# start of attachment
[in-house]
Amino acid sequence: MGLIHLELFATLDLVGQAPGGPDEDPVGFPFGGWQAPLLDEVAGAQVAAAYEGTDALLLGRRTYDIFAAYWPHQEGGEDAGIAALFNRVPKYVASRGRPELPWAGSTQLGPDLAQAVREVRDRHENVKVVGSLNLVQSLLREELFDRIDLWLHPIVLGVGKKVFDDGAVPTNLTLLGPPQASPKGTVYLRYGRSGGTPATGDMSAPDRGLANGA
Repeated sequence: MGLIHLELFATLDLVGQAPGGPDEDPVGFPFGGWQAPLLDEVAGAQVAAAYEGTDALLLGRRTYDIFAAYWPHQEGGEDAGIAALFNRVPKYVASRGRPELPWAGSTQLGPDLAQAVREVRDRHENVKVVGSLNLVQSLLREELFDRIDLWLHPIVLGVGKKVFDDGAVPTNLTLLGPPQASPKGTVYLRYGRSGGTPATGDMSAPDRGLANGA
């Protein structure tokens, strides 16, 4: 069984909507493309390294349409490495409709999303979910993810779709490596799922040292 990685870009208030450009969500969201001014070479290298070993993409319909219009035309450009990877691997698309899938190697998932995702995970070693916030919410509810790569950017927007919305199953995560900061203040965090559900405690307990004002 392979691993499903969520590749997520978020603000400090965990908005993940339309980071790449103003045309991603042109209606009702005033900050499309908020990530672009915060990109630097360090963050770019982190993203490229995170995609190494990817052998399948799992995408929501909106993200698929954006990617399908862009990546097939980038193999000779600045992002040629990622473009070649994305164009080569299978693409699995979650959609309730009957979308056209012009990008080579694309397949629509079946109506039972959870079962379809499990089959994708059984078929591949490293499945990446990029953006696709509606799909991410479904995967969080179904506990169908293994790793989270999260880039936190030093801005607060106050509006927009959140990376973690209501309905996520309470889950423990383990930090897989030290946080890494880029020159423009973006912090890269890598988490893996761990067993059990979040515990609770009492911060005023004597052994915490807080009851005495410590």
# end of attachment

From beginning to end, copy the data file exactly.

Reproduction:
[in-house]
Amino acid sequence: MGLIHLELFATLDLVGQAPGGPDEDPVGFPFGGWQAPLLDEVAGAQVAAAYEGTDALLLGRRTYDIFAAYWPHQEGGEDAGIAALFNRVPKYVASRGRPELPWAGSTQLGPDLAQAVREVRDRHENVKVVGSLNLVQSLLREELFDRIDLWLHPIVLGVGKKVFDDGAVPTNLTLLGPPQASPKGTVYLRYGRSGGTPATGDMSAPDRGLANGA
Repeated sequence: MGLIHLELFATLDLVGQAPGGPDEDPVGFPFGGWQAPLLDEVAGAQVAAAYEGTDALLLGRRTYDIFAAYWPHQEGGEDAGIAALFNRVPKYVASRGRPELPWAGSTQLGPDLAQAVREVRDRHENVKVVGSLNLVQSLLREELFDRIDLWLHPIVLGVGKKVFDDGAVPTNLTLLGPPQASPKGTVYLRYGRSGGTPATGDMSAPDRGLANGA
């Protein structure tokens, strides 16, 4: 069984909507493309390294349409490495409709999303979910993810779709490596799922040292 990685870009208030450009969500969201001014070479290298070993993409319909219009035309450009990877691997698309899938190697998932995702995970070693916030919410509810790569950017927007919305199953995560900061203040965090559900405690307990004002 392979691993499903969520590749997520978020603000400090965990908005993940339309980071790449103003045309991603042109209606009702005033900050499309908020990530672009915060990109630097360090963050770019982190993203490229995170995609190494990817052998399948799992995408929501909106993200698929954006990617399908862009990546097939980038193999000779600045992002040629990622473009070649994305164009080569299978693409699995979650959609309730009957979308056209012009990008080579694309397949629509079946109506039972959870079962379809499990089959994708059984078929591949490293499945990446990029953006696709509606799909991410479904995967969080179904506990169908293994790793989270999260880039936190030093801005607060106050509006927009959140990376973690209501309905996520309470889950423990383990930090897989030290946080890494880029020159423009973006912090890269890598988490893996761990067993059990979040515990609770009492911060005023004597052994915490807080009851005495410590």